ON Culture | Santa’s Good List for Arts & Entertainment


ON the Stage

Announcements are slowly rolling out for the next season at the Santa Barbara Bowl, and it looks like another doozy. So far we’ve got Social Distortion and Bad Religion (Apr. 10), Willie Nelson & Family (Apr. 25), Jody Jinks (May 18), Brothers Osborne (May 31), and the most recent announcement of the Indigo Girls and Amos Lee (Sep. 21). I was fortunate to be able to interview Amy Ray of the Indigo Girls in advance of her other project (The Amy Ray Band), which will appear alongside Dar Williams at the Marjorie Luke Theatre on Jan. 15.  Ray’s most recent solo album, If It All Goes South, is an equally tender and turbulent triumph. Keep an eye out for the interview in January, get more info about the Luke show here.  

ON the Good List

Senator Monique Limón presents a check to the Lompoc Theatre Project | Photo: Courtesy

The State of California recently granted the Lompoc Theatre Project $2,285,000. The theater also has a $150,000 match grant from the Santa Ynez Band of Chumash Indians which Board President Barbara Satterfield reports means “the next $22,000 in individual donations will be doubled.” For more information about the campaign to renovate the 1927 theater, see lompoctheatre.org.

Another worthy group, The Rubicon Theatre Company in Ventura, received $1.5 million from the state this month at the opening night performance of The World Goes ‘Round, which also marked the beginning of the theater’s 25th anniversary season. That show closes tomorrow (Dec. 23). Up next (Feb. 21-Mar. 10) is a new American play by Richard Hellesen titled Eisenhower: This Piece of Ground. It stars Tony Award–winning actor John Rubinstein (Pippin/Children of a Lesser God), fresh from his acclaimed off-Broadway run of the show. See rubicontheatre.org.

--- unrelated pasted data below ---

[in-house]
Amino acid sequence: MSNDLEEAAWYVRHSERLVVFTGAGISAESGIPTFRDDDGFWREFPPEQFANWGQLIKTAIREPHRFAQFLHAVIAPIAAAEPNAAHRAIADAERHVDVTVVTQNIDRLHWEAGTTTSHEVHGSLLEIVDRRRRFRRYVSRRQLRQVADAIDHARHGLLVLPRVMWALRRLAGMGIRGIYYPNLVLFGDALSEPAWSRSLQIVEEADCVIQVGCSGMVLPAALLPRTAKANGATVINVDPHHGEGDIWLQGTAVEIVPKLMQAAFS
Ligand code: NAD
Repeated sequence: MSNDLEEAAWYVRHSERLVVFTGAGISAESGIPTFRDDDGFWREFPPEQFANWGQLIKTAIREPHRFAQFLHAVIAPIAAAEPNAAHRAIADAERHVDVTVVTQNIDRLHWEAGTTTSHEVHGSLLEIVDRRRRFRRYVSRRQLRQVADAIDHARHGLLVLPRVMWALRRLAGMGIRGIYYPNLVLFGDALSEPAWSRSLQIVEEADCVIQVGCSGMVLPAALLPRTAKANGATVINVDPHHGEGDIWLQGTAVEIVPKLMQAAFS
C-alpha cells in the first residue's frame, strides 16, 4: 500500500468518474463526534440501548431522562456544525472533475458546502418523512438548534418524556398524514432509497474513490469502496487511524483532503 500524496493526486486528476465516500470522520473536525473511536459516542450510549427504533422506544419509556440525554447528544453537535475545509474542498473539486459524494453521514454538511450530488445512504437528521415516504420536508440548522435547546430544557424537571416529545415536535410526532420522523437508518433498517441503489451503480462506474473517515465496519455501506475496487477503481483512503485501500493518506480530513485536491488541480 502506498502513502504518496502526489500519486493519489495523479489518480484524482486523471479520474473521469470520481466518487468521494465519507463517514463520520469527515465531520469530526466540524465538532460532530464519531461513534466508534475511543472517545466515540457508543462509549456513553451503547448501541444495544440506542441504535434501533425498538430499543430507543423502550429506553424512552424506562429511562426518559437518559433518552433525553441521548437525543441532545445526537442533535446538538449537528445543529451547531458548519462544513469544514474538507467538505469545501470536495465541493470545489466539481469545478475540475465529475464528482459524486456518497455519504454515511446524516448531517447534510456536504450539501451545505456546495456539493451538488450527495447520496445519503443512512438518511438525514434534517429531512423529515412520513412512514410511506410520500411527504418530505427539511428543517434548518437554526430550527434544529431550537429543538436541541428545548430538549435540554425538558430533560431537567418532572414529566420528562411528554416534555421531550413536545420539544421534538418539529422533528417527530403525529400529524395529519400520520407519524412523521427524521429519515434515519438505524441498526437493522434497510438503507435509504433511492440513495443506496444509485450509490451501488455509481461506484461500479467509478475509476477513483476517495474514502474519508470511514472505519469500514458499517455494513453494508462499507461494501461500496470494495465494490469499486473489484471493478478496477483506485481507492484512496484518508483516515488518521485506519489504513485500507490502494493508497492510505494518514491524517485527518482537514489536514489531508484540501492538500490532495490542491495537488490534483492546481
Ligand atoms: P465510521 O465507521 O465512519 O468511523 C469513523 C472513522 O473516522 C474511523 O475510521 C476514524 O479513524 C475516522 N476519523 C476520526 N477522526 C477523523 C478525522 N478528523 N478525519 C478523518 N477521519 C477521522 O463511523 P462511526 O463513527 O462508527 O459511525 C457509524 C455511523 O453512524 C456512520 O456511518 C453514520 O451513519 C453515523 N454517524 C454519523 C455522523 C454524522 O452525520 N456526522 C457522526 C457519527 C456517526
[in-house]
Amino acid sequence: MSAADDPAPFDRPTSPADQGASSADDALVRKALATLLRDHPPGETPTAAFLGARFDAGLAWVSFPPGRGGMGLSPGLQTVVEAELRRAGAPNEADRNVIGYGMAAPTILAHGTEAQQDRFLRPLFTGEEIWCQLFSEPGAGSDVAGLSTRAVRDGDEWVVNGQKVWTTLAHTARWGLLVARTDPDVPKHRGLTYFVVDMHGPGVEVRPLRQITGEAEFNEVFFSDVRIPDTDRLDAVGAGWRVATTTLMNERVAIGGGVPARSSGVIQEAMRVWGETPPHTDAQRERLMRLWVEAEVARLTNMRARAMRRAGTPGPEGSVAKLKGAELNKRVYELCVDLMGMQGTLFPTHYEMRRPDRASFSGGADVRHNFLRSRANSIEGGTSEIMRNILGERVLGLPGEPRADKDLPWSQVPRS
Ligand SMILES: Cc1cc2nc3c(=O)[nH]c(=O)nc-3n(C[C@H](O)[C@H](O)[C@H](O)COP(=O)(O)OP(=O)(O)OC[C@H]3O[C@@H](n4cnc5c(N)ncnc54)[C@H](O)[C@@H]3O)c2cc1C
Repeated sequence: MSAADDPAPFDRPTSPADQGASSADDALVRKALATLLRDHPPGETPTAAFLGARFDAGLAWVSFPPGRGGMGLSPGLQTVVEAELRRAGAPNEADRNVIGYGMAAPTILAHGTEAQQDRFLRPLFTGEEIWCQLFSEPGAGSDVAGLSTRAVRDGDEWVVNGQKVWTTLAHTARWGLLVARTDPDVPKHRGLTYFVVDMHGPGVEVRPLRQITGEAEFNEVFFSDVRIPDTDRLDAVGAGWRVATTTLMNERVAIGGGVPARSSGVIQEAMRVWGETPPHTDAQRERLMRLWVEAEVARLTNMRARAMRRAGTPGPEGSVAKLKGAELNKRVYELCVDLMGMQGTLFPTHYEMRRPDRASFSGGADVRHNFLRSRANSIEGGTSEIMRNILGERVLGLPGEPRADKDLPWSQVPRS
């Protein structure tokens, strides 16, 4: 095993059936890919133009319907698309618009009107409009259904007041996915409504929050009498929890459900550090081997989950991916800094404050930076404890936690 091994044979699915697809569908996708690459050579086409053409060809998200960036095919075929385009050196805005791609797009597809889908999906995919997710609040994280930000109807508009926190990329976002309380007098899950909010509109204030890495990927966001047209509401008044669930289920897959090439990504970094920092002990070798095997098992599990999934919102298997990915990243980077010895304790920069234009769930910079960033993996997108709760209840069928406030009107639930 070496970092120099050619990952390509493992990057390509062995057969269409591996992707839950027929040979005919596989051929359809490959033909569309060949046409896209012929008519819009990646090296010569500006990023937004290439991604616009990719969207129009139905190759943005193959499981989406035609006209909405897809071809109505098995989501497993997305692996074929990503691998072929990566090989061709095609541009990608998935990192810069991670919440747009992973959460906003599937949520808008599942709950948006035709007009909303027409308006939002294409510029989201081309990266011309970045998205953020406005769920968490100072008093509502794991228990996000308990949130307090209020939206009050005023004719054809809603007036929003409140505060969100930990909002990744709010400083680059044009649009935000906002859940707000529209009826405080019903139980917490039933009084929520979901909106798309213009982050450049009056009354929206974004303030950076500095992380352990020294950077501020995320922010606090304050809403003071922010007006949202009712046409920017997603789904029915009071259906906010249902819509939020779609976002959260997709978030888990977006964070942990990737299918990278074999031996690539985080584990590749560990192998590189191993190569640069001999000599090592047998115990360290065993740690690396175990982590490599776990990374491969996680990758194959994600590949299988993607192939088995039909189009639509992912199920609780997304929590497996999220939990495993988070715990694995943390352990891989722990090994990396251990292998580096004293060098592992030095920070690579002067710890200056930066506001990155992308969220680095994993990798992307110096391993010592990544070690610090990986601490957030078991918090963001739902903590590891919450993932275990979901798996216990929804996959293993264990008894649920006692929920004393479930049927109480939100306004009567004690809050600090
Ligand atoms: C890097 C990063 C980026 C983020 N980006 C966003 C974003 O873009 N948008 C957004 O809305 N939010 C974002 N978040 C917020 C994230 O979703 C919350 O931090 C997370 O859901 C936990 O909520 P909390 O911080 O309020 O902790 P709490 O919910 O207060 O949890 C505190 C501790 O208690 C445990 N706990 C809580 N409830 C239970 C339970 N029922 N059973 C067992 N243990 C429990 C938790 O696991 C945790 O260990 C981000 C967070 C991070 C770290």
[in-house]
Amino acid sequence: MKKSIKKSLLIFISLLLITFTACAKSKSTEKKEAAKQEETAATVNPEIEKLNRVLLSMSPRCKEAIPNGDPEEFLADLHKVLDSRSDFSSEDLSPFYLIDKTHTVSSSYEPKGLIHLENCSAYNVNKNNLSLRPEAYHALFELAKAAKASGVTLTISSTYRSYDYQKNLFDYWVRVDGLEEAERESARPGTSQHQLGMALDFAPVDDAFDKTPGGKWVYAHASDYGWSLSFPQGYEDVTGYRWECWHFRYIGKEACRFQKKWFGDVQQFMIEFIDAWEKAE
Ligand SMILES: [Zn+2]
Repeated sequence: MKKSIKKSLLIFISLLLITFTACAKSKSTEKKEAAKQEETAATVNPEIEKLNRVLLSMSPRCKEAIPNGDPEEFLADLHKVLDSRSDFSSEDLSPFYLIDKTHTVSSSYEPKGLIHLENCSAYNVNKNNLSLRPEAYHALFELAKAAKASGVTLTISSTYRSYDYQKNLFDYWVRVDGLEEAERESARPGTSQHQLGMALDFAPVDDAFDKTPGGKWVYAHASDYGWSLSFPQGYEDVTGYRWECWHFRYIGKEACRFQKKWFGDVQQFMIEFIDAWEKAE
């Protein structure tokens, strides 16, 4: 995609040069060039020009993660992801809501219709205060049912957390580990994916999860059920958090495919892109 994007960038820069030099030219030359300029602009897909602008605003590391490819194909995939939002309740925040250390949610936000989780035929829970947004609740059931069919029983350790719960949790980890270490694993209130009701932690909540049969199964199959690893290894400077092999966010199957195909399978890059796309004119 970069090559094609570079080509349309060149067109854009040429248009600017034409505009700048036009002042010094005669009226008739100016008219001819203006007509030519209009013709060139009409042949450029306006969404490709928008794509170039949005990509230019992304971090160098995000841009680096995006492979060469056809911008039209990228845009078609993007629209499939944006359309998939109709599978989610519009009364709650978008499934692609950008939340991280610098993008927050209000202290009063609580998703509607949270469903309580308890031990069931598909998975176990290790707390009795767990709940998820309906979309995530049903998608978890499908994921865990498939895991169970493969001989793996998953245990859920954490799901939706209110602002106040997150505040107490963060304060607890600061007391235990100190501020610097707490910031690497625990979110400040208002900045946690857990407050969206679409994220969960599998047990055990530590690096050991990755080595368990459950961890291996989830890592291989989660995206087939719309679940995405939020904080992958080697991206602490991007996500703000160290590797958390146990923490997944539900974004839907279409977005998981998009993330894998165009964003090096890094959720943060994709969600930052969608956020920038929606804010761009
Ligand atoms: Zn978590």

Orgōne is at SOhO on Dec. 30 | Photo: Courtesy

While this is the time of the year that the music calendar slows down a bit, there are a couple shows worth noting at SOhO, the first of which is two nights with Chris Shiflett (hometown boy who’s now a Foo Fighter) Dec. 22-23 (see Josef Woodard’s story for the scoop). Then next week there’s Orgōne, an L.A.-based band that shows off a myriad of groove-oriented styles, including but not limited to deep funk, ’60s Memphis soul/blues, Fela-inspired Afro-beat, hip-hop, Latin jazz, and electronic dance and house hits the stage on Dec. 30; then on Sunday, Dec. 31, it’s New Year’s Eve party time with Area 51 and DJ Darla Bea putting on a funky dance party. For tickets and more info about both of these shows, see sohosb.com.